Construction of the tutu (boning, hooping, tacking)
If a classical tutu is hooped, the hooping must be removed before washing if it is metal. It WILL rust. If the tutu is tacked, either remove the tacking or launder/dry-clean flat.
Embellishment (materials and how they are attached)
You must know both what your embellishment consists of as well as how it/they are attached. If beading is sewn on with one continuous thread, if the thread breaks, there go all of the beads. If crystals are glued on, the glue may soften. I have found that washing well attached sequins, beads and rhinestones brings back their wonderful sparkle.
Should I consider dry-cleaning my tutu?
For some tutu bodices and basques, dry-cleaning would be the recommended method, but recommendations are dependent upon the materials used and how embellishment is attached.
Dry cleaning can cause the net and tulle in both classical and romantic tutus to become soft. Depending upon the tutu, this may or may not be a problem. Most tutus are made with 100% nylon net or tulle which is very washable and does not bleed or fade.
Sequins may melt with exposure to dry-cleaning solvents—or the thin coating of color on some beads and sequins may come off. If anything is glued onto the costume, the glue may soften.
How should my care/storage differ for a romantic tutu versus a traditional tutu?
It is advisable to store a classical tutu either flat or hanging upside down. A romantic tutu can be hung upside down or as you would any garment. For any costume that is hung, it is best to use hang loops to protect the tutu from hanger or clip marks.
To protect your tutu from dust, a breathable storage container is your best bet. Look for a garment or tutu storage bag made of a breathable fabric like cotton canvas or cover with a cotton sheet. I store my classical tutus in a bass drum case that has no lining. It is sturdy and not air-tight. Check your local music store. Never store your costume when it is damp.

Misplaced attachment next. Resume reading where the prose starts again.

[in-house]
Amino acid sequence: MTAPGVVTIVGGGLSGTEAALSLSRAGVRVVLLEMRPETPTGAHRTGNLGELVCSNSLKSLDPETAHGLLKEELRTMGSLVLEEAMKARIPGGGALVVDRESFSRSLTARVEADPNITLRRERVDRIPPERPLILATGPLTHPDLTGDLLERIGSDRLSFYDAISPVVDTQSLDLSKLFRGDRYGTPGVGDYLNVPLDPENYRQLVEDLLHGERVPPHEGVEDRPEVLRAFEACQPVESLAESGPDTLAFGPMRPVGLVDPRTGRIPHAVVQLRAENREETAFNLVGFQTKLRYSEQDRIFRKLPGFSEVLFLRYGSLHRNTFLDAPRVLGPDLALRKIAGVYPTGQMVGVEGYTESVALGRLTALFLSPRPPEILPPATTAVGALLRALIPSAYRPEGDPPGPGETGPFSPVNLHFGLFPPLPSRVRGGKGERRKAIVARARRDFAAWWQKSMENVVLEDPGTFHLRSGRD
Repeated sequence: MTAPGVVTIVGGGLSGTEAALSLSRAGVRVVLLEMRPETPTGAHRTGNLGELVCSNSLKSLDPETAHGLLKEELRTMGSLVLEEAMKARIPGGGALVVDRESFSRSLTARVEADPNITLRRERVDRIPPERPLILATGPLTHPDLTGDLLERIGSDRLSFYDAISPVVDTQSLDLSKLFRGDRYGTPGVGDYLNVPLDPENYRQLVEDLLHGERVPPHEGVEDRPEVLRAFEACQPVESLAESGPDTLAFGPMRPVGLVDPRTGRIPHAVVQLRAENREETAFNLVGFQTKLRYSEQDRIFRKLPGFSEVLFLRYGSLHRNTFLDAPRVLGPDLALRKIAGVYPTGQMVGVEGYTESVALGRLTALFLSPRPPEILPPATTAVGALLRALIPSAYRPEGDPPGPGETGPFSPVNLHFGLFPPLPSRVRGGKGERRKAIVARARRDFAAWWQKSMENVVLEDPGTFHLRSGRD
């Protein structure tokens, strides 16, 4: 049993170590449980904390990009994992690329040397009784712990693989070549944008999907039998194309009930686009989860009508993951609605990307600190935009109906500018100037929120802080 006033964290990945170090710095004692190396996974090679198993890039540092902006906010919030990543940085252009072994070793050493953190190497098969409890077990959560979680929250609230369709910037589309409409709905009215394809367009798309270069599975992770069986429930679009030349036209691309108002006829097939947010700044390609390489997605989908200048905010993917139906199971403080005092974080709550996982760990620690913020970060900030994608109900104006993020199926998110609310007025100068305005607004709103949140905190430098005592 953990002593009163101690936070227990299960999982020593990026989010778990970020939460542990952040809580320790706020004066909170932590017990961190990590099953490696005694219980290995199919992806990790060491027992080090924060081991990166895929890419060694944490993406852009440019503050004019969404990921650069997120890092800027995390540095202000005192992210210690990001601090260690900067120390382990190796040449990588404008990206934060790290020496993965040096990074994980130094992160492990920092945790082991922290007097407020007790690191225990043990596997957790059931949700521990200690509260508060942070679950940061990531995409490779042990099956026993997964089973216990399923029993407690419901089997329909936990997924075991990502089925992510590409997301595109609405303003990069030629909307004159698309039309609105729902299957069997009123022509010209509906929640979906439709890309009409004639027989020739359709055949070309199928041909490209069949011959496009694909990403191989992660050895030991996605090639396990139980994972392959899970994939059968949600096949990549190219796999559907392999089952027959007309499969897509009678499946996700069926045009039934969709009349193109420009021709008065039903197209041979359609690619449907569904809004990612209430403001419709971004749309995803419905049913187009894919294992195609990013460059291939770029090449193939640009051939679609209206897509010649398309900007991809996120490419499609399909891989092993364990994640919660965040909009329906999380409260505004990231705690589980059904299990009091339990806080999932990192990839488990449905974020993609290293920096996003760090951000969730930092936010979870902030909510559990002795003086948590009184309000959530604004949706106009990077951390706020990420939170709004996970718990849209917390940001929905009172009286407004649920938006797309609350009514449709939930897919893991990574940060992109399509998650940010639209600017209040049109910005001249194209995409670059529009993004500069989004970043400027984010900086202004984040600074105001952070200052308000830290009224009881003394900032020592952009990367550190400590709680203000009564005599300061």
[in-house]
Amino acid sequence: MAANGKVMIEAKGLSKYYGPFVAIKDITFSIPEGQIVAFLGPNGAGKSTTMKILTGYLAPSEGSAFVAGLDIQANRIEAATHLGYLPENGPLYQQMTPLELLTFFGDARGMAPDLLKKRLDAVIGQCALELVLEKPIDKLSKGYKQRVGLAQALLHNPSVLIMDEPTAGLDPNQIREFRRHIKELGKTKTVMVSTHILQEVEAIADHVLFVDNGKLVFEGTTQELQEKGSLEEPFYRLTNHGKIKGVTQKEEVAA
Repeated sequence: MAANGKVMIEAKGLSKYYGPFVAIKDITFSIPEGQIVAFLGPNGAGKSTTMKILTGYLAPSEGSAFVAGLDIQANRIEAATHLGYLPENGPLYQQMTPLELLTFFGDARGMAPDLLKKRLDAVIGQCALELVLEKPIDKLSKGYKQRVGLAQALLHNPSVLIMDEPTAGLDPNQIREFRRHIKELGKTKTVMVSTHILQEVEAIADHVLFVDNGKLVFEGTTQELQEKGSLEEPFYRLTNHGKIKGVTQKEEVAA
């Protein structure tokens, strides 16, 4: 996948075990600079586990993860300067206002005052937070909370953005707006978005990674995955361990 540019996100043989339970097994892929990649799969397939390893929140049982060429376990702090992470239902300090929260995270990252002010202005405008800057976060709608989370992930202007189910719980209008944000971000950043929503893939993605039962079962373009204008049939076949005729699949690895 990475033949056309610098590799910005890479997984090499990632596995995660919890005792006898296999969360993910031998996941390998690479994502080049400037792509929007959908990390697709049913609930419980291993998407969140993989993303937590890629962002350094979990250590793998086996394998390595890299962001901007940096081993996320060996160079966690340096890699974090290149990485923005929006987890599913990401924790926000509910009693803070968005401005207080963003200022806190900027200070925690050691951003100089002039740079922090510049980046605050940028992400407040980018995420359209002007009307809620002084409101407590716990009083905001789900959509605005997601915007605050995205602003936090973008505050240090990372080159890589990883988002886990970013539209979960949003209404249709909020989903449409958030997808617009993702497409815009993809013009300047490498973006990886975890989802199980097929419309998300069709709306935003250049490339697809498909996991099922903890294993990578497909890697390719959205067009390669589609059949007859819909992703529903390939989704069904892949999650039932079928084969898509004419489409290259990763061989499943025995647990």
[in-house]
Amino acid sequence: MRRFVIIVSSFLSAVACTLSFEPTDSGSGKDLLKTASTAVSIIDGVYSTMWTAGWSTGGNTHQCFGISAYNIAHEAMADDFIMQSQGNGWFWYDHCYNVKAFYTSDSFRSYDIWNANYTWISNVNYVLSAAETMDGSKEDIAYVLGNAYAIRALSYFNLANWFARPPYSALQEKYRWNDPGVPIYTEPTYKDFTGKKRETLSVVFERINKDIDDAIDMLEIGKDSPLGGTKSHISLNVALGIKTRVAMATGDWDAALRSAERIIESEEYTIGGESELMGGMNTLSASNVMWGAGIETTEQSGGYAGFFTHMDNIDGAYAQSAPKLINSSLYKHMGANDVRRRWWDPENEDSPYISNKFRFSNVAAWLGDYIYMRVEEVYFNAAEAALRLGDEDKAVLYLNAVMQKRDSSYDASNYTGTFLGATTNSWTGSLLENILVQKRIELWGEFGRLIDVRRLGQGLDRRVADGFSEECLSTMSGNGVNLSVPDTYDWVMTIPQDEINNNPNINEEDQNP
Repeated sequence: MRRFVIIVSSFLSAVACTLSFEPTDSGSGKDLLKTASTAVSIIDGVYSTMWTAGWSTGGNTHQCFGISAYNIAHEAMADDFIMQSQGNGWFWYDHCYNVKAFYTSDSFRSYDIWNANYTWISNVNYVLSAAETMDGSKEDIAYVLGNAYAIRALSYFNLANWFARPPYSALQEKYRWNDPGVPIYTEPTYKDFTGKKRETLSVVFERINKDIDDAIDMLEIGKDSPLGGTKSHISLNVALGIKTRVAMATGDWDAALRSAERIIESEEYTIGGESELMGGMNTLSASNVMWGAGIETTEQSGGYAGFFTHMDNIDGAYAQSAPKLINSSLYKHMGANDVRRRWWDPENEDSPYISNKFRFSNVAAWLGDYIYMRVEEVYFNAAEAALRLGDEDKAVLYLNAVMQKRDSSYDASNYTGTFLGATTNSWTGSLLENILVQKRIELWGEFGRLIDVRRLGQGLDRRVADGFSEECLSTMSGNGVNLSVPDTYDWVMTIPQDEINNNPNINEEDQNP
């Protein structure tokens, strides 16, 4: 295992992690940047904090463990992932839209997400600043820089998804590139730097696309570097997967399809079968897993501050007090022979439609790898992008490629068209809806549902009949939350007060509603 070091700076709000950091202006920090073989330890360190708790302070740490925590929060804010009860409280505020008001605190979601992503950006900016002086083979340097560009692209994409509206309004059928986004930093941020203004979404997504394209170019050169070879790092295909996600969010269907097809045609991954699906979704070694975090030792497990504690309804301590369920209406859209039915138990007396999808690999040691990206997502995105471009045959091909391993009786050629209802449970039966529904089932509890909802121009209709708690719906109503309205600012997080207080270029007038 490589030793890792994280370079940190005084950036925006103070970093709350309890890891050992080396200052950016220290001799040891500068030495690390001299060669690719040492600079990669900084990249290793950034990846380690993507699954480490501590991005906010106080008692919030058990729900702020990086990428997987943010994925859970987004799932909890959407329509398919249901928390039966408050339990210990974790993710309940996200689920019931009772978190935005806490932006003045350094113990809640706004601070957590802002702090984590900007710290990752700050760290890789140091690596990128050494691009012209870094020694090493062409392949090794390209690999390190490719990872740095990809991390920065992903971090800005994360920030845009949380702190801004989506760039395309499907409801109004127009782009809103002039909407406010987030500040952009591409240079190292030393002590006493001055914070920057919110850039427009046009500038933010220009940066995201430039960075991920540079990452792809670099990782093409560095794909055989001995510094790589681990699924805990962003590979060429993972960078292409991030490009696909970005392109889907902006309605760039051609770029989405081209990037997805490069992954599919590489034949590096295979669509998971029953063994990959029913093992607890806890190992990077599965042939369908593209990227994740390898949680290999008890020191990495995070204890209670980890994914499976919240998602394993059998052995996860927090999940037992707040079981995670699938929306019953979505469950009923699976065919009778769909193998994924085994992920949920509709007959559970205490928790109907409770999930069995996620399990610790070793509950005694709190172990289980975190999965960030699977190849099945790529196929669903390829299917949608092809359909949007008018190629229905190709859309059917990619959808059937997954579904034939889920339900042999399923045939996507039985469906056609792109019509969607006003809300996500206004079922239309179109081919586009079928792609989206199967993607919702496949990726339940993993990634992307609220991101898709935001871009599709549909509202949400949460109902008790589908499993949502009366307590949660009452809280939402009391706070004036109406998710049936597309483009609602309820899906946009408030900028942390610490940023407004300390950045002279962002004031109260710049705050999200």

- Contact your tutu-maker or retailer if there are no care tags in your tutu. It is essential to know what your fabrics, trims and hardware (hoops, bones, hook & eyes) are made of in order to determine the best approach to cleaning.
- If you don’t have access to a steamer, putting a tulle skirt into a dryer on very low or no heat with a damp towel for just a short time and hanging can remove those pesky wrinkles.
- It is a good idea to inspect your tutu before every performance. Pay close attention to common “trouble spots” like straps and hook and eyes. These areas are subject to much stress and are all that holds your costume in its place. We have all heard the stories!
- Have needle and thread, safety pins (be careful!), hook and eyes, and elastic (strap and leg) as your costume warrants. My favorite emergency tool is a tagging gun. A tagging gun is what retailers use to attach tags to items—those very thin plastic tabs. They are great for light-duty emergency repairs like trim coming loose or quick tacking a classical tutu. Use as a safer version of a safety pin. Remember, emergency repairs are just that. If you have time to repair, do it the right way.